Today I finished Post #5 and Post #6 to my blog.
Where I left off, stem cell collection was stalled.
This was disappointing. The visiting nurse came again to give me another 2 injections of neupogen. Neupogen was “doing it’s thing”, as that previous night, I had such pain in my lower back for about 4+ hours, I thought I was going to go right into orbit. It was as though someone hit me with a baseball bat. The pain was odd.. it radiated in me in a wave-like fashion & took my breath away.. it seemed to pulsate in a cadence that matched my heartbeat. Or maybe I was just imagining it that parallel beat and I was losing my mind.. who knows. No matter how I positioned myself in bed—it kept up. I discovered if I walked around, the motion of walking was a distraction from the pain..but I was so tired..it was a toss-up to zombie-walk, or, to lie in pain. Awake most of the night, I drifted off at about 6am, woke up about an hour later and the pain had subsided. I thought to myself, there’d better be a ga-zillion stem cells floating in my blood stream by now or I’ll be REALLY annoyed.
THRILLED to report that the stalled stem cell collection process became UNstalled. I received “the call” on Tuesday September 22 that my white blood cell count had jumped from almost zero to 6.0 overnight! I was to report the next day at 8am. I got another call 30 minutes later..and it turned into a “can-you-be-here-at-noon-today?” I ran around like a rabbit gathering up my Ipod, magazines and food to nibble on, in prep for a 5+ hour process..and my mother and I raced over to Hershey Medical Center to the “blood bank” area. Yahoo!
In we walked to a large, windowless but bright room, with walls lined with neatly organized supply shelves, wooden cabinets, and important looking stuff; there were 2 beds – each with a dedicated machine that performs the magical apherisis process. A memory foam mattress was a welcomed “feel”. Ahhh. A cluster of nurses knew exactly what to do and how to do it, and were over-the-top friendly and connected to their patient and her needs: little ol’ ME!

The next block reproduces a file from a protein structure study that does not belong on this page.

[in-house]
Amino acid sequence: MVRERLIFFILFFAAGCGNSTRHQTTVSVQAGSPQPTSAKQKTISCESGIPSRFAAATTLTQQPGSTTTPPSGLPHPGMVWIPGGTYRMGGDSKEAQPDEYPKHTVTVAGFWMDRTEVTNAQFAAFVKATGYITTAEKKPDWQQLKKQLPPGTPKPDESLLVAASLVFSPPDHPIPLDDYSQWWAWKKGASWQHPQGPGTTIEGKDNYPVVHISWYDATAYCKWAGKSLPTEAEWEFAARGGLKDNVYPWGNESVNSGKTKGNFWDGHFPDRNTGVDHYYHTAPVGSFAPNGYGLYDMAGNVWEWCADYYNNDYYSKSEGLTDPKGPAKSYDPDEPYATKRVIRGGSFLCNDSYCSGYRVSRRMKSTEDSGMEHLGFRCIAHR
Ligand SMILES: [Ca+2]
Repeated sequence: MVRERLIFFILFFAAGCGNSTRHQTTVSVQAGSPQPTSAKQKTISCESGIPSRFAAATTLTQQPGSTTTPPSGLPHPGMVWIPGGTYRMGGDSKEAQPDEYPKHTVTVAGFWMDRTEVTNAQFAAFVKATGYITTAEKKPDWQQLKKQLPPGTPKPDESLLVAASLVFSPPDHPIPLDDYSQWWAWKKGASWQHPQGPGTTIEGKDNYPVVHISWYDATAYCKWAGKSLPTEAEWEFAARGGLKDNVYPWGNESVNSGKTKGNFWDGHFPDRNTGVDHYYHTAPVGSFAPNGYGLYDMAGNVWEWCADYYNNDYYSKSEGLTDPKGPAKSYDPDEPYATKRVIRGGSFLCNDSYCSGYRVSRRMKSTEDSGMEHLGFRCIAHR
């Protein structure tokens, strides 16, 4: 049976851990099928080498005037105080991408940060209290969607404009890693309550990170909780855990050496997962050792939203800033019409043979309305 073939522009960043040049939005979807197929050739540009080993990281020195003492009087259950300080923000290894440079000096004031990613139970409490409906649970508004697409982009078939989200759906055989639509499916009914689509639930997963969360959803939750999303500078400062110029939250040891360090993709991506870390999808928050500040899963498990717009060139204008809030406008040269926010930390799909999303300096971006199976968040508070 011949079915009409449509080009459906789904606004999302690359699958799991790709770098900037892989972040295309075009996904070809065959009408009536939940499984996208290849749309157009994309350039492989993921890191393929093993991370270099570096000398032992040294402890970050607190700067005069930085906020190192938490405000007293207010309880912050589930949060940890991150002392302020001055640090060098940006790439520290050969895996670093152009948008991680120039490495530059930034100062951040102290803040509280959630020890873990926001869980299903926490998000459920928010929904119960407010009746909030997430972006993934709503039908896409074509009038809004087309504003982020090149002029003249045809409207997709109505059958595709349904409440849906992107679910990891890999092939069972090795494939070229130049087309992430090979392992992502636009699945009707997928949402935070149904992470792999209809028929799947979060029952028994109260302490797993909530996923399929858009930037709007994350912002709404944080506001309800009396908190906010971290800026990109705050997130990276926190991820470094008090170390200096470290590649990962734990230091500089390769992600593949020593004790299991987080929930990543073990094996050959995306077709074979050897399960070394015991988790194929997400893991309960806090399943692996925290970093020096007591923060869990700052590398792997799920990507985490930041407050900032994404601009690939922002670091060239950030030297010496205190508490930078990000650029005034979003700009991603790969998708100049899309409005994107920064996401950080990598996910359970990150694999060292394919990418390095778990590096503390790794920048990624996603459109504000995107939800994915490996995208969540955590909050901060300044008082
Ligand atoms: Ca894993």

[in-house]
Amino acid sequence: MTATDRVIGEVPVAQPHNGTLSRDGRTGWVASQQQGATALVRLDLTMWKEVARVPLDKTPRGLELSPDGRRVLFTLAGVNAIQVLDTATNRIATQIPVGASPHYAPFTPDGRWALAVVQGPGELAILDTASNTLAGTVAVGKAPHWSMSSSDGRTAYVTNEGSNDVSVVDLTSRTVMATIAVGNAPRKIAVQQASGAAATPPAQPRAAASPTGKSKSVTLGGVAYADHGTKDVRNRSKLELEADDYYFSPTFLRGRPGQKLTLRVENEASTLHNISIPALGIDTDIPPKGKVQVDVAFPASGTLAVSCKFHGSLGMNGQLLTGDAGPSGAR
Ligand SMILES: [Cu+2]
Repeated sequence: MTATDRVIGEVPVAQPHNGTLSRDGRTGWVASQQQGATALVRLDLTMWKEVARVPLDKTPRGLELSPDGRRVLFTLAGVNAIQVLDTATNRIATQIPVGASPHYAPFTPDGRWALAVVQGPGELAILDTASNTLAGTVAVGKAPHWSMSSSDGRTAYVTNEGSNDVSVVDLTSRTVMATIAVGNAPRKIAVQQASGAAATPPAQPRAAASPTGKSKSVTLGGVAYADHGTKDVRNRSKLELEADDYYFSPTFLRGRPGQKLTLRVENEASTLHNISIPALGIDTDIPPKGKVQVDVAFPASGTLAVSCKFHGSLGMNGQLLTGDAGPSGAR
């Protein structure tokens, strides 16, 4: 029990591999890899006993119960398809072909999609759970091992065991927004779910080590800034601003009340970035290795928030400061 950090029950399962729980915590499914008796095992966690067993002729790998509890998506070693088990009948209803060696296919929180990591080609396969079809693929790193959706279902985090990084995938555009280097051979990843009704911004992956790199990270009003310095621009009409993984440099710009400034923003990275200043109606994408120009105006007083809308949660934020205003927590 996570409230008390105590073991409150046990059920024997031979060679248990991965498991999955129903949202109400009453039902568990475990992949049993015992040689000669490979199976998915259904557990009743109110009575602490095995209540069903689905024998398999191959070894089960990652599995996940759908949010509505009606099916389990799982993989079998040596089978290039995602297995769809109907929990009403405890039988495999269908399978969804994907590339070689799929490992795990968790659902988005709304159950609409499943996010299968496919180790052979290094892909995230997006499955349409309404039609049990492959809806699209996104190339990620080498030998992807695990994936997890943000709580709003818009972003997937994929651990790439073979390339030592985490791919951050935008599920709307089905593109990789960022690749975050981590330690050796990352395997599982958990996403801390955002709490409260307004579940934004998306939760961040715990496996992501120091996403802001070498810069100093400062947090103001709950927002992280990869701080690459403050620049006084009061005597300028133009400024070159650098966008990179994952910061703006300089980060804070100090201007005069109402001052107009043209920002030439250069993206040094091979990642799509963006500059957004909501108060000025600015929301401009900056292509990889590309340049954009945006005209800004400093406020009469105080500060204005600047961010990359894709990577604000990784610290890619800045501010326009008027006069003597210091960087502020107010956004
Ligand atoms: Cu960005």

Unwrapping a sterile pack of items..one nurse methodically sterilized and connected a number of valves to my catheter tubes and proceeded to connect the machine to me. It seemed almost like a religious ceremony—the only thing missing was cathedral music. The process began. Painless. It was fine. I watched my blood travel through tubing and then back again. The tubes were warm. (ok, I know..big deal… but how often do we feel our own blood traveling through a tube?) Hmmm.. A wheel was goin’round on the machine..a clicking sound…and various monitors, screens and buttons were lit. The nurses were like Star Trek’s Lieutenant Uhura, pushing buttons, listening, analyzing. I was in fabulous hands. The centrifuge was spinning my stem cells into a place for future counting..or something like that. It was doing what it was supposed to be doing.
And so it went. One hour. Two hours.. but it was unlike being connected to an I.V., getting chemo, where I could walk’n’roll with your trusty I.V. pole and stretch my legs, head down the hall for bio breaks and such. Here, I was basically immobile when connected for this apherisis process.
I smugly thought I had beaten the system… deliberately not drinking much water the night before. Duh. They’re pumping saline into me..so, of course I’ll have fluids. So..the ONLY option is the dreaded BED PAN. Such a stupid, minor thing. Nothing to do with my personal BHAG (Big Hairy Audacious Goal) of killing myeloma cells and righting what is wrong with me—the crux of why the hell I was in this situation to begin with. We’re talking about a simple process of fluid elimination. It’s just freakin’ ridiculous though comically memorable nonetheless. I’ll spare all you blog readers out there the graphic details, however, let’s just say I discovered very quickly that for certain bodily functions, one’s body is naturally built for vertical / seated behavior, sometimes such behavior does not transfer elegantly to horizontal behavior. In the process, you must simply blow-your-own-doors-off when it comes to modesty, and mentally box-up any hesitation, Fed-Ex it out of your room, because you must engage your brain that directs control to your body to accomplish the matter at hand. It was unpleasant, but I accomplished. End of story.